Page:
By Rebecca Bulnes
By Laurie Charles
By Chuck Strouse
By Lee Zimmerman
By Laurie Charles
By Falyn Freyman
By Hans Morgenstern
Toss a rock out your window these days, and it seems very likely to bonk the noggin of someone who leads a folk-punk group straight out of a Balkan or Ukrainian bazaar. Perhaps Gogol Bordello madman Eugene Hütz. Or dapper DeVotchKa frontman Nick Urata. Or Beirut wunderkind Zach Condon. Or maybe even Annette Ezekiel, the diminutive yet feisty thirtysomething singer-accordionist and founder of the klezmer-with-attitude New York sextet Golem.
While such ensembles are plentiful these days, few artists like being so neatly categorized. Fewer still enjoy being lumped into some kind of scene with a bunch of other bands. But, says Ezekiel, it's actually made life a lot easier for Golem, which got its start well before its sound became so trendy.
"When we were first trying to get gigs, we had to be like, 'Ummm, yeah, it's an Eastern European kinda Jewish/gypsy/Slavic mix,' and we'd get some blank looks, and now we just say, 'Gogol Bordello, you know 'em? Yeah, it's the same kinda thing,'" she says, laughing. "I'm not worried about it. Whatever helps get our music out there is fine with me. I mean, we sing in Yiddish, so it's pretty unique, and there's no way we can be pigeonholed. And it's definitely not mainstream music."
Maybe not, but nearly seven years since the band's founding, Golem's appeal is steadily widening. Making the right style of music at the right time certainly helps, but credit the band's singular, inventive vibe for garnering an increasingly large and rabid following around the nation. Picture an irreverent Yiddish theater troupe or cabaret act or wedding band crossed with a rowdy, edgy punk-rock band, or even a Jewish version of the Pogues.
The band's handful of albums, from its 2002 full-length debut, Libeshmertzn (Love Hurts), to the most recent, Fresh off Boat in 2006, are wholly engaging, but it's in the live setting where the band really sets itself apart. There it's a dizzying whirlwind of accordion, tight dresses, belted-out Yiddish phrases, violin, ruffled shirts, trombone bleats, sweat, campy humor, and irrepressible grooves. There are immigrant songs packed with Old World melodies, twisted and shoved and body-slammed into a crowd that's often moshing and doing the hora at the same time.
"There is some sort of exoticism in there that people maybe find fresh or interesting — it's, like, world music-y to some people," Ezekiel notes, "but I think people really respond to the rhythm of the music. It's really danceable, and everyone loves that about it."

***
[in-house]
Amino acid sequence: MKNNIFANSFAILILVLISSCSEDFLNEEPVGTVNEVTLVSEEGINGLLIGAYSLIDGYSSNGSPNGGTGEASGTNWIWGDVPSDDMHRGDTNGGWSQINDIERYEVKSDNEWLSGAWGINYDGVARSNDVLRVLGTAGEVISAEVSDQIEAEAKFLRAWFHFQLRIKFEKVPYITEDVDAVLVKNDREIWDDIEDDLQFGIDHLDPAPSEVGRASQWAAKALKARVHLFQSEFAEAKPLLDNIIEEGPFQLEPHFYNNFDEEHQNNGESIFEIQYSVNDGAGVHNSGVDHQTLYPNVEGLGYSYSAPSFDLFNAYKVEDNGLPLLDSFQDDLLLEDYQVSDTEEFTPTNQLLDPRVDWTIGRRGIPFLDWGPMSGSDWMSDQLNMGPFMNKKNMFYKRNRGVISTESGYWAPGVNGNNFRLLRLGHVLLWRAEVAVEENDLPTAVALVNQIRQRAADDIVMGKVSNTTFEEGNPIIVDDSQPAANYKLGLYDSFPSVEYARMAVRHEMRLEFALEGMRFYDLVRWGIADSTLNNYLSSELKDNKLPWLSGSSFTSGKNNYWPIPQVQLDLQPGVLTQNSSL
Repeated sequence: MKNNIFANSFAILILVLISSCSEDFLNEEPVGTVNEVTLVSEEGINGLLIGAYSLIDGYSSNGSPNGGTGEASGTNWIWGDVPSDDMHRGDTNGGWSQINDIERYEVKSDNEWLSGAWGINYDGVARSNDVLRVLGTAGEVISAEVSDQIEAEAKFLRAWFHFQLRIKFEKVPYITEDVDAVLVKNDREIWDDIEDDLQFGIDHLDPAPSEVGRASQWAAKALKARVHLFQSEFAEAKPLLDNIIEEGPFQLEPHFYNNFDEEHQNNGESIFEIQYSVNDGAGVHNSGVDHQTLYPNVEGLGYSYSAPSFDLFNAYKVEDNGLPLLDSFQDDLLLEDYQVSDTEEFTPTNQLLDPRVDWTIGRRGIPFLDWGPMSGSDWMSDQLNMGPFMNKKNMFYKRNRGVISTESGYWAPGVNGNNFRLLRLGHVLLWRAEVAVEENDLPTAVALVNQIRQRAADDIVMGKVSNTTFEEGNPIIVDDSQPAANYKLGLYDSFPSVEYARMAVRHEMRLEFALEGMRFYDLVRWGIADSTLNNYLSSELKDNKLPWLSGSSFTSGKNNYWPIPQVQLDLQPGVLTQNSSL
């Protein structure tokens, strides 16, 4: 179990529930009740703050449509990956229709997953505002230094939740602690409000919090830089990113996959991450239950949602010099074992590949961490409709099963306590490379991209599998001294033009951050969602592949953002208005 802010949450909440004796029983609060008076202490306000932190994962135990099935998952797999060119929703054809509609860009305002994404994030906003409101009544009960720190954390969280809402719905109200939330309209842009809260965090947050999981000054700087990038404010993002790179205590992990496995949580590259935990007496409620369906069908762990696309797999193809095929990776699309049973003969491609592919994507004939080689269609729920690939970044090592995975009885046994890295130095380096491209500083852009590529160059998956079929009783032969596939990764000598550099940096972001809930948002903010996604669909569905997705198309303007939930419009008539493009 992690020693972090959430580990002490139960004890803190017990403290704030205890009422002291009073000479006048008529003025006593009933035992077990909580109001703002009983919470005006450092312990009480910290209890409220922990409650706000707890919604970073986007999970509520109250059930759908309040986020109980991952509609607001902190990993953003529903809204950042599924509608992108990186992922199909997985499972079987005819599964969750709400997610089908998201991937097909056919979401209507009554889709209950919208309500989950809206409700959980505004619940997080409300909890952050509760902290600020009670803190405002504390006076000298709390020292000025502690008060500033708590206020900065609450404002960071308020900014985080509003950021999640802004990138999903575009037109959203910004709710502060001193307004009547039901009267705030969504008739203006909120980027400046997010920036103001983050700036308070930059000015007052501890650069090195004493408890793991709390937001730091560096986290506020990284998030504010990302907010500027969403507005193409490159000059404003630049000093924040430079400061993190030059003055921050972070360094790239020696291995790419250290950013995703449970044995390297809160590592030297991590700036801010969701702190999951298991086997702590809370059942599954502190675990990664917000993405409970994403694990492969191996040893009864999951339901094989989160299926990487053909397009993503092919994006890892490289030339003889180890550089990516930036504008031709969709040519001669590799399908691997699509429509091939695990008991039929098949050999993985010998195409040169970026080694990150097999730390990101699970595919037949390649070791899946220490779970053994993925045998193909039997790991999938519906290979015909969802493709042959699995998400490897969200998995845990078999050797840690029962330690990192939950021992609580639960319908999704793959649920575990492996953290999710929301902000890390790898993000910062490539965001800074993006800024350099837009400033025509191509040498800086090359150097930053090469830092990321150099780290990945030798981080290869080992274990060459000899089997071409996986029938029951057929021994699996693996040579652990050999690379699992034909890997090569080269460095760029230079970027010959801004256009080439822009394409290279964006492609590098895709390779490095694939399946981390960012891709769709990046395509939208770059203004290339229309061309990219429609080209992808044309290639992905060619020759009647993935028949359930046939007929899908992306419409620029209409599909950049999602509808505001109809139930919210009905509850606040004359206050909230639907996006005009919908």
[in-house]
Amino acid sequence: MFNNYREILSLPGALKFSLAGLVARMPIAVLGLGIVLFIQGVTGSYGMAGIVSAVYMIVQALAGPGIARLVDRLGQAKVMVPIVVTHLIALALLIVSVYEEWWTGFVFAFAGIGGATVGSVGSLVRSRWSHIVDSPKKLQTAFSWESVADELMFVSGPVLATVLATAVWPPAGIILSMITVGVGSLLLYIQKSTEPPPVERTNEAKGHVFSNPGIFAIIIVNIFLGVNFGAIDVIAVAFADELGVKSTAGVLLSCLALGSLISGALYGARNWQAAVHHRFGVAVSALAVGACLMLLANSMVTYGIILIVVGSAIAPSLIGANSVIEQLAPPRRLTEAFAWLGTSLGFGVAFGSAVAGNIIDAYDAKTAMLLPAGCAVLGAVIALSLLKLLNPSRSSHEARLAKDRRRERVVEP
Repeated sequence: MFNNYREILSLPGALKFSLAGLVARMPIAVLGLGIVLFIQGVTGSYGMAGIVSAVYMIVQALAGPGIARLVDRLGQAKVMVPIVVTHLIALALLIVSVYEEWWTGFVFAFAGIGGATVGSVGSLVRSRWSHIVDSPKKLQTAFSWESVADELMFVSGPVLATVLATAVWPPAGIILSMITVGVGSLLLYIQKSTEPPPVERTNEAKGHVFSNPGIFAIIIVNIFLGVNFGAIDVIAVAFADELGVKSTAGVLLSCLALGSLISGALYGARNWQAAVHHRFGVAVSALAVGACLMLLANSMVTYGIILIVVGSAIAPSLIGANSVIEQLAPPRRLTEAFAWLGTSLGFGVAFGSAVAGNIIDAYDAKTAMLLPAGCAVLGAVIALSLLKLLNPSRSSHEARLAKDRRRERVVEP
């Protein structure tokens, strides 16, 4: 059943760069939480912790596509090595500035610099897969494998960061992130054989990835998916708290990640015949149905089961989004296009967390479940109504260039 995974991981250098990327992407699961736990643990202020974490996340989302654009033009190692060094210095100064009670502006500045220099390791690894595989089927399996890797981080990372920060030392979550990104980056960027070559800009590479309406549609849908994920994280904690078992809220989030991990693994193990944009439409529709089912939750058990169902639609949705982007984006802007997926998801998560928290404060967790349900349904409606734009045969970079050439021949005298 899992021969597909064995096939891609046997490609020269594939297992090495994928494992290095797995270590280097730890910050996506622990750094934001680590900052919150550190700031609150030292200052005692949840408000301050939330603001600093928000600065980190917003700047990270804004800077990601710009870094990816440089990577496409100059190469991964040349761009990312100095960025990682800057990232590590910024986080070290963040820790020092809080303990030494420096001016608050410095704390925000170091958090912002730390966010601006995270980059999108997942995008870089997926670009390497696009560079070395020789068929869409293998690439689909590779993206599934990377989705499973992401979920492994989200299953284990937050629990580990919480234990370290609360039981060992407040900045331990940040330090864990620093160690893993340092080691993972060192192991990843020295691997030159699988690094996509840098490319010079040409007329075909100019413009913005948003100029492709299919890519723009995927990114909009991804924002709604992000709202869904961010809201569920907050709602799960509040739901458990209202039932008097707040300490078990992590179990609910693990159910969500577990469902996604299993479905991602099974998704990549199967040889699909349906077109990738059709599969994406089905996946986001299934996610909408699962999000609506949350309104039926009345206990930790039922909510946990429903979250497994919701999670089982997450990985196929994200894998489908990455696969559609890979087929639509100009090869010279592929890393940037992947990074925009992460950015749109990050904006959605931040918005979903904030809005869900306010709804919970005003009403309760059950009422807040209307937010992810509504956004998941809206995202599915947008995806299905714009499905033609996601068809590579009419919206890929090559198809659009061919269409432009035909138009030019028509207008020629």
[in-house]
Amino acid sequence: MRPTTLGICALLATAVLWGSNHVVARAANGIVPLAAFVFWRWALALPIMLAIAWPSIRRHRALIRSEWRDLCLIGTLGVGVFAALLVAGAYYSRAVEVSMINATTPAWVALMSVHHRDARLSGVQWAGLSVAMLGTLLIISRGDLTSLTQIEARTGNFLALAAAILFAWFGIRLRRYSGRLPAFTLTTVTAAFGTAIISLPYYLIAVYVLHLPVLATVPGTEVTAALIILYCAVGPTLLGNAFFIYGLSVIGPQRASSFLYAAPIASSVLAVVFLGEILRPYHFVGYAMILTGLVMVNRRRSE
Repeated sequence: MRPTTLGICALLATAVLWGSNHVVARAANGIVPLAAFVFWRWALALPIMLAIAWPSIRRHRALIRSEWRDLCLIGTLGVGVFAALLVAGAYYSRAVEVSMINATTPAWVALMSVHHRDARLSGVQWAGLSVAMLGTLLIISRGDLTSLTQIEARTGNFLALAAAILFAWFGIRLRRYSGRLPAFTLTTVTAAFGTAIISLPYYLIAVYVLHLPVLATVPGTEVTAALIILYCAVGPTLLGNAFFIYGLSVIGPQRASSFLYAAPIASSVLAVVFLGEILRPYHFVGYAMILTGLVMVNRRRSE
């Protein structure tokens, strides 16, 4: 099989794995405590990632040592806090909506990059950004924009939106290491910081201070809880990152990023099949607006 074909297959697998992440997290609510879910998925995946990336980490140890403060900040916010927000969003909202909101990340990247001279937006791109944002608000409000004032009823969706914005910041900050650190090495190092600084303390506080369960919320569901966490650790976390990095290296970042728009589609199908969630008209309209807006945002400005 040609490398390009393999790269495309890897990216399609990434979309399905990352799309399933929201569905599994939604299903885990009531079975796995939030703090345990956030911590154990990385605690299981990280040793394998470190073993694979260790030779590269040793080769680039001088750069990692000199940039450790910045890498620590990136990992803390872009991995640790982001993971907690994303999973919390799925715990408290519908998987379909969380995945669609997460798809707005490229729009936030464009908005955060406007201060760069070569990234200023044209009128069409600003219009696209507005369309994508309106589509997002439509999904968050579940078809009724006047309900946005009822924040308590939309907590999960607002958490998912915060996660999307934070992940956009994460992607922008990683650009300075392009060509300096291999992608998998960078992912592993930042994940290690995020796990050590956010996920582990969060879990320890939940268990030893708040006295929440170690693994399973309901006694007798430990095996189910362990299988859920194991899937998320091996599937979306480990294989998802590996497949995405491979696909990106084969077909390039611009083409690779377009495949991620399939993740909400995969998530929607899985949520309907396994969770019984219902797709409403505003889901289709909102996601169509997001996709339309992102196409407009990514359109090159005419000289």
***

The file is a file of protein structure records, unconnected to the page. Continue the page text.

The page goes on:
She is a classically trained pianist and self-taught accordionist — as well as an Ivy League-educated linguist who's fluent in five languages — but her main creative outlet was actually dance, ballet specifically, when she decided to form Golem. It was 2001, and she had just attended a weekly klezmer brunch curated by renowned clarinetist David Krakauer.
"I just went to him and went, 'I would like my band to play,'" Ezekiel recalls. "'Okay,' he said. 'How about November?' 'Okay,' I went, 'the band's called Golem.' 'Okay, good. Here's your gig.' And then I thought to myself: Okay, I guess I have to form a band now!"
First she recruited an old high school buddy, singer Aaron Diskin. A few other players came and went before Golem settled into its current configuration a couple of years ago, a lineup that includes violinist Alicia Jo Rabins, jazz-informed trombonist Curtis Hasselbring, upright bassist Taylor Bergren-Chrisman, and percussionist Tim Monaghan. And though the starting point was the old-timey klezmer music that had captivated her since childhood, her main creative inspiration wasn't a particular musical artist or group, but ballet legend George Balanchine.
"He was always my idol because he worked with whatever he had. He wasn't a prima donna. And he had a sense of pure art, and at the same time he was always thinking about entertaining the audience, and I feel like that's influenced the way I do things," Ezekiel says. "And he was also from Russia and totally steeped in that tradition, and yet so thrilled with America — he really mixed American energy and Russian tradition, and I feel like that's exactly what we're doing."
As Golem's primary songwriter, Ezekiel admits with a chuckle that her contributions mostly come from the traditional side. She researches the old melodies, arrangements, words, and themes; comes up with the songs (to this point, mainly standards and lost gems, with a few originals thrown in); and then has her bandmates dive in and put a modern spin on things. "Everyone's always making fun of me because I don't have the American music references, but I kinda shut out all of that stuff when I fell in love with this music," she says. "So I really rely on the rest of the band to give me the other stuff that I'm missing."
That job often falls to Diskin, who, prior to joining Golem, spent a number of years fronting the experimental punk outfit Challenge of the Future, which also featured current Yeah Yeah Yeahs guitarist Nick Zinner. Largely by Diskin's influence, the six bandmates create music that sometimes sounds like Fiddler on the Roof as interpreted by Pere Ubu. It's unconventional stuff that might have puzzled some attendees of the band's early gigs at Jewish-centric events, but Ezekiel hopes it is more likely to be understood these days.